The Covid-19 crisis has seen one-third of UK employers freeze pay while most others have reduced pay rise budgets. But companies are still expecting pay rises to bounce back in 2021, a report has revealed.
According to global risk management firm Willis Towers Watson, businesses at the beginning of this year were budgeting for an average of 3% pay rises. But the economic impact of the pandemic means 35% of UK employers are planning to freeze pay and postpone pay rises. Many (39%) have already reduced annual bonuses. Overall, organisations have had to revise pay budgets down to 2.7% for this year, a 10% budget cut on average.
Willis Towers Watson’s Salary Budget Planning Report, which covered 15,000 employers across 132 different countries, showed that one-in-five (19%) businesses in the UK had already taken steps to reduce the size of their workforce, while a further 37% were either planning to, or considering, cuts because of the pandemic.
The sectors least affected by the pandemic in terms of pay and conditions, included insurance, banking and financial services. The most affected included retail, leisure and hospitality.
In further measures to preserve cash, 60% of employers had implemented or were considering unpaid leave policies that were either voluntary or mandatory, the study revealed.
Pay rise projections for 2021 were more optimistic because UK employers anticipated that pay budgets would bounce back closer to pre-Covid-19 levels, at 2.9%, researchers said.
However, the proportion of companies planning a salary freeze next year was still six times higher now than before the pandemic (12% now vs 2% before).
According to the report, the UK was following a similar pattern to most other G8 economies where employers were planning for lower 2020 pay budgets. The exception was in the US, where pre- and post Covid-19 pay rises were expected to remain steady at 3% in 2020 and continue at the same level in 2021. Recent spikes in infection rates in the US, however, may affect the figures.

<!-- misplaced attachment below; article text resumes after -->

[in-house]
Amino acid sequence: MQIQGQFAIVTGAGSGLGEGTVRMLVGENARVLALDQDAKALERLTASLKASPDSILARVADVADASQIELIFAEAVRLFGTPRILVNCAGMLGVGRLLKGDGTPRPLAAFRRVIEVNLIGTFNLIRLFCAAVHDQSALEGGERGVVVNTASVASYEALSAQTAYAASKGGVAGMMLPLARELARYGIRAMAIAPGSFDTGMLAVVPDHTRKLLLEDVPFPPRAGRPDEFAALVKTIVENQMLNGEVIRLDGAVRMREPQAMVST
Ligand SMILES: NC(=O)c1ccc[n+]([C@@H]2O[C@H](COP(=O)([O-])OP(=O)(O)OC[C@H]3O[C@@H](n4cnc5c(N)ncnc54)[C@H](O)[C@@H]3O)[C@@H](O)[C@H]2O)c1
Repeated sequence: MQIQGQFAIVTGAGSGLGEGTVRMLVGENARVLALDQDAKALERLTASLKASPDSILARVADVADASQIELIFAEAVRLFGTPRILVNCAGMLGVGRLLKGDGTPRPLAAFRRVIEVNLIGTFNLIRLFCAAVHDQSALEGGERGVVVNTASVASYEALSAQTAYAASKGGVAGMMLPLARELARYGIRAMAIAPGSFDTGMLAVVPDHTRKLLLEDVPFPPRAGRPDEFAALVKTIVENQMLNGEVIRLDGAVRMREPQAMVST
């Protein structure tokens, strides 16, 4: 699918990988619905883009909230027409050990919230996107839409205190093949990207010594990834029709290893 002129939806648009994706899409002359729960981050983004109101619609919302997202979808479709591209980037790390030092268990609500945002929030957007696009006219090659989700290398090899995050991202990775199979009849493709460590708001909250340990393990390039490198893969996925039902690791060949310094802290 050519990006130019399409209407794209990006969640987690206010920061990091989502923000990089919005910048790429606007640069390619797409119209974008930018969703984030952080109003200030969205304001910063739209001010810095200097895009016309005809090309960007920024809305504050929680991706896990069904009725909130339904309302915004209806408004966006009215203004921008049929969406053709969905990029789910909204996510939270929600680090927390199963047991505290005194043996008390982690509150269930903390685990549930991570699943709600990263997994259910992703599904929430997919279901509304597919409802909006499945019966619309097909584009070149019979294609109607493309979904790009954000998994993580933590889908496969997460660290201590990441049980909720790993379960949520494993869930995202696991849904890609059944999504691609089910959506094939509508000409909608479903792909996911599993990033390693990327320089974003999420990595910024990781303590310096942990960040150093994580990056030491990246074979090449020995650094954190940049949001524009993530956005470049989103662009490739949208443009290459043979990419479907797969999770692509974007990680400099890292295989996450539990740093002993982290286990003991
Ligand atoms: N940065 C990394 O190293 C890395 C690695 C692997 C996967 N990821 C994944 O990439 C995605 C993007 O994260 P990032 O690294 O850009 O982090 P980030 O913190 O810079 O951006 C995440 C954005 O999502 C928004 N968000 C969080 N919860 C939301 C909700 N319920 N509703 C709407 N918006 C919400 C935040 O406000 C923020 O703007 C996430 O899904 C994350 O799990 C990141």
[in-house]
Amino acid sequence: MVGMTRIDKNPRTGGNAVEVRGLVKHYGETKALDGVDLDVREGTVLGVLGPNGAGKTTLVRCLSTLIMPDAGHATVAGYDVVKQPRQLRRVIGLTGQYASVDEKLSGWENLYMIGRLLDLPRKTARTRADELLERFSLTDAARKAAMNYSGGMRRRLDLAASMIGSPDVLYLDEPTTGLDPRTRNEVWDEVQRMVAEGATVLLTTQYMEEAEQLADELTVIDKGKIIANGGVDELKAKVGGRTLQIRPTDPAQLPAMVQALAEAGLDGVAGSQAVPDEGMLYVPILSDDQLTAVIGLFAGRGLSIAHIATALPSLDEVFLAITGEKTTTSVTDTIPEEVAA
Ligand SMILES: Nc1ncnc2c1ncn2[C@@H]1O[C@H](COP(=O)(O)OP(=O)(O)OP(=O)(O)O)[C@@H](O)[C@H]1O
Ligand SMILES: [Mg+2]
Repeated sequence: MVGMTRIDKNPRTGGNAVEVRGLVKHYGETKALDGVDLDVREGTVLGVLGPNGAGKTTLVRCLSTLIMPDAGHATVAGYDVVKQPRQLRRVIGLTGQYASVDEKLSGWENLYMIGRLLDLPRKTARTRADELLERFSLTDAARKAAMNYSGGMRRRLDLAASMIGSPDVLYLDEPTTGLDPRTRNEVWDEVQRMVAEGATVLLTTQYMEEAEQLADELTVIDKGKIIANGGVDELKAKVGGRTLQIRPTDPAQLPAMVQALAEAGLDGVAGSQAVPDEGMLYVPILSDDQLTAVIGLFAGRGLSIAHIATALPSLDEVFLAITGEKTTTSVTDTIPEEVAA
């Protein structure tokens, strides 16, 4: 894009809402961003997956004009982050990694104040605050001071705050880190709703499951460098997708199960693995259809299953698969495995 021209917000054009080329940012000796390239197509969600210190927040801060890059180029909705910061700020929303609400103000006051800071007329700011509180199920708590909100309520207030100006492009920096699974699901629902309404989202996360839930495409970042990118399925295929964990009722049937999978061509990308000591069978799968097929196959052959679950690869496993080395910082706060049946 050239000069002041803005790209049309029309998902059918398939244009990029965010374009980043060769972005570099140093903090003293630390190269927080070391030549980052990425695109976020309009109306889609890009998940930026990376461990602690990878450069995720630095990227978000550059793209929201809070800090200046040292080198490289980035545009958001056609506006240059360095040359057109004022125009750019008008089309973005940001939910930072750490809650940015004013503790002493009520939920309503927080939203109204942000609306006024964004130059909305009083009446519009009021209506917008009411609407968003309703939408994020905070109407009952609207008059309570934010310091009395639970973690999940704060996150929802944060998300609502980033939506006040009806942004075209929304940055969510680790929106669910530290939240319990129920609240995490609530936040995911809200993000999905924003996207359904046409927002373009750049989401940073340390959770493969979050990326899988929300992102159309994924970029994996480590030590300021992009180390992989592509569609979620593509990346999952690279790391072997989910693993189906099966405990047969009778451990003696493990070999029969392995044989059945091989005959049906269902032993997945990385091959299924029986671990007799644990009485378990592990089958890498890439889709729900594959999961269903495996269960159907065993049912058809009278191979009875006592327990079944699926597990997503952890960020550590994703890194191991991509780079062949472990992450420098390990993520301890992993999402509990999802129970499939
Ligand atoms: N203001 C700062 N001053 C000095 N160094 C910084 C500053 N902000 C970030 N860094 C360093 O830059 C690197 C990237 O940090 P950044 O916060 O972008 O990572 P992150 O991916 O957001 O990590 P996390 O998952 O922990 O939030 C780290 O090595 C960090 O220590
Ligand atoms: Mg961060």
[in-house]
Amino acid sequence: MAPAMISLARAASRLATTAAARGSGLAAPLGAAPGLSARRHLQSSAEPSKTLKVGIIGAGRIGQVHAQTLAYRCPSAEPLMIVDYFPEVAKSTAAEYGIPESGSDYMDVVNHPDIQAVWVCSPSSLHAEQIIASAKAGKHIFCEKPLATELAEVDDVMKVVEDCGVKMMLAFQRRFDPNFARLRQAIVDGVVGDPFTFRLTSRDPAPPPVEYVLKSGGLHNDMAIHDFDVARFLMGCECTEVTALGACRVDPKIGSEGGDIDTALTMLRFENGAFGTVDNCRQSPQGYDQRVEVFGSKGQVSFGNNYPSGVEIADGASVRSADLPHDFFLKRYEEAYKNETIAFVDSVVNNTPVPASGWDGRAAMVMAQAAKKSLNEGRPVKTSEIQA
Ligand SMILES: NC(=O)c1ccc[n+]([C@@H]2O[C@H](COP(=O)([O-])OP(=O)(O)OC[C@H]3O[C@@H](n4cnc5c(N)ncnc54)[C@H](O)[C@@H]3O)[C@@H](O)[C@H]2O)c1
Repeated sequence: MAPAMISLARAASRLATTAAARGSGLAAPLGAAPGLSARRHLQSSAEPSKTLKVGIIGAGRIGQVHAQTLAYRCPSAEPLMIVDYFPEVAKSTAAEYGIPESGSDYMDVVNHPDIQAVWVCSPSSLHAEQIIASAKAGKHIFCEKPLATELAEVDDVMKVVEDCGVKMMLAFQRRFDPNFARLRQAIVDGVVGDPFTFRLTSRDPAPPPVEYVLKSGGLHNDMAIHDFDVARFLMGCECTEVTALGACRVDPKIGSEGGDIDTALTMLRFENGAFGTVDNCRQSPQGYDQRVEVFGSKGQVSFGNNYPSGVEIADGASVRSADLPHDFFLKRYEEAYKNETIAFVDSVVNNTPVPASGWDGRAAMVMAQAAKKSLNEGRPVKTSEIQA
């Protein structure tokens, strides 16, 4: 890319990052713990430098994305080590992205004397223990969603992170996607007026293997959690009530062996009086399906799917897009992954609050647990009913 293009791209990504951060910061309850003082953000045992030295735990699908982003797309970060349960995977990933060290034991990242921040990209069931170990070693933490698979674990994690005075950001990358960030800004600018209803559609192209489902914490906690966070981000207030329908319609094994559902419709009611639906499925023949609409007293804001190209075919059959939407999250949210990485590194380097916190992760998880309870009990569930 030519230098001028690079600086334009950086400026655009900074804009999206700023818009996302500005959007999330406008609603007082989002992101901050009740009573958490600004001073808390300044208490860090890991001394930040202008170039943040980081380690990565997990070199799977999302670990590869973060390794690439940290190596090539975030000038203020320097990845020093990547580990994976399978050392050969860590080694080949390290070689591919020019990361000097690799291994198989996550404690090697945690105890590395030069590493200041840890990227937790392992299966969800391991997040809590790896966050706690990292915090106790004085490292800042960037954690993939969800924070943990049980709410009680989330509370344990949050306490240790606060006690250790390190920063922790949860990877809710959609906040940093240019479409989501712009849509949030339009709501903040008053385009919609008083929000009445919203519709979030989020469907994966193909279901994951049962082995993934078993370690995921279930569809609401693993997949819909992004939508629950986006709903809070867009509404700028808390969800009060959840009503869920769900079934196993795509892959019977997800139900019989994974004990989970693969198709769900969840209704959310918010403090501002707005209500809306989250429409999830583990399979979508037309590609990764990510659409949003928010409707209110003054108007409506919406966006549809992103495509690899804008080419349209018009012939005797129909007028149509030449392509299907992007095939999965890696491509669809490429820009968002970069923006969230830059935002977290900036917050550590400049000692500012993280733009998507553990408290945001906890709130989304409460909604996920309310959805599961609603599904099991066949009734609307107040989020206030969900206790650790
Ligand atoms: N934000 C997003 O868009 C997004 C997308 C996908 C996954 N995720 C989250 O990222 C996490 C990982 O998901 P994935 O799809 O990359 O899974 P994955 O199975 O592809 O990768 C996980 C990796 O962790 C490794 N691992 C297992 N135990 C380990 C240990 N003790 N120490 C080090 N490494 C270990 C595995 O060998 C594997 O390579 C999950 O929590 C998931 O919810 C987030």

Similarly, Canadian employers have only cut pay budgets by a 0.1% margin this year (3% to 2.9%), before recovering back to 3% in 2021.
In Europe, the study found that employers in the UK, France and Germany were anticipating their “recovered” 2021 pay budgets would still be lower than their pre-Covid-19 planned 2020 budgets. Only Italy was anticipating a recovery back to pre-coronavirus levels next year.
The study showed that globally the five worst hit sectors for pay freezes or postponed pay rises in 2020 are retail, where 58% of companies have frozen or postponed pay rises, followed by media (51%), leisure and hospitality (50%), manufacturing (49%) and automotive (44%).
The industries least affected by pay freezes or pay rise postponements include insurance (11%), banking (16%), personal & household services (17%), chemicals (18%) and financial services (23%).
Keith Coull, senior director in Willis Towers Watson’s Global Data Services business, warned that the impact of the coronavirus would be long-lasting: “The full extent of the economic impact of the pandemic is yet to play out as some companies froze pay this year to shore up cash flows, whereas others had already announced pay rises before the pandemic hit, so may feel more of an impact next year, he said.